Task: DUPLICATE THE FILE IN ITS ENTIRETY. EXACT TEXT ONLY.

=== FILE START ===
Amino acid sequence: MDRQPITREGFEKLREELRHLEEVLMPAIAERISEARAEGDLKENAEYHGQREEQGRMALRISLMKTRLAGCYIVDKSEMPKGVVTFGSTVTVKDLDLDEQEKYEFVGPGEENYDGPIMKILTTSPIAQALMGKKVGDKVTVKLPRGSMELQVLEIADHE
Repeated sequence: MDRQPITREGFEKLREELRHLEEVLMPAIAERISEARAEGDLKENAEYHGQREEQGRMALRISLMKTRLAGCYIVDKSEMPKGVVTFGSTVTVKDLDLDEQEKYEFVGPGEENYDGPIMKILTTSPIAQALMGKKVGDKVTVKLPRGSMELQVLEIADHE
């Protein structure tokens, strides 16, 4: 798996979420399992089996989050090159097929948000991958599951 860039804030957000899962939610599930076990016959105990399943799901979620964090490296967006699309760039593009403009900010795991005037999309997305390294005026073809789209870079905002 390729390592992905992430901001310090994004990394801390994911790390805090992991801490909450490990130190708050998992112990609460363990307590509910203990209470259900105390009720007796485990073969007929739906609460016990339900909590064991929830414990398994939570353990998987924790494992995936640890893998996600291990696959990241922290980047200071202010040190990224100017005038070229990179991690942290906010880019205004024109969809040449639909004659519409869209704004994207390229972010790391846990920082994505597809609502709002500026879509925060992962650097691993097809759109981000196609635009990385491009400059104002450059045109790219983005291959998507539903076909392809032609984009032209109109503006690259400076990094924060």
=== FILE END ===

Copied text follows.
Amino acid sequence: MDRQPITREGFEKLREELRHLEEVLMPAIAERISEARAEGDLKENAEYHGQREEQGRMALRISLMKTRLAGCYIVDKSEMPKGVVTFGSTVTVKDLDLDEQEKYEFVGPGEENYDGPIMKILTTSPIAQALMGKKVGDKVTVKLPRGSMELQVLEIADHE
Repeated sequence: MDRQPITREGFEKLREELRHLEEVLMPAIAERISEARAEGDLKENAEYHGQREEQGRMALRISLMKTRLAGCYIVDKSEMPKGVVTFGSTVTVKDLDLDEQEKYEFVGPGEENYDGPIMKILTTSPIAQALMGKKVGDKVTVKLPRGSMELQVLEIADHE
């Protein structure tokens, strides 16, 4: 798996979420399992089996989050090159097929948000991958599951 860039804030957000899962939610599930076990016959105990399943799901979620964090490296967006699309760039593009403009900010795991005037999309997305390294005026073809789209870079905002 390729390592992905992430901001310090994004990394801390994911790390805090992991801490909450490990130190708050998992112990609460363990307590509910203990209470259900105390009720007796485990073969007929739906609460016990339900909590064991929830414990398994939570353990998987924790494992995936640890893998996600291990696959990241922290980047200071202010040190990224100017005038070229990179991690942290906010880019205004024109969809040449639909004659519409869209704004994207390229972010790391846990920082994505597809609502709002500026879509925060992962650097691993097809759109981000196609635009990385491009400059104002450059045109790219983005291959998507539903076909392809032609984009032209109109503006690259400076990094924060």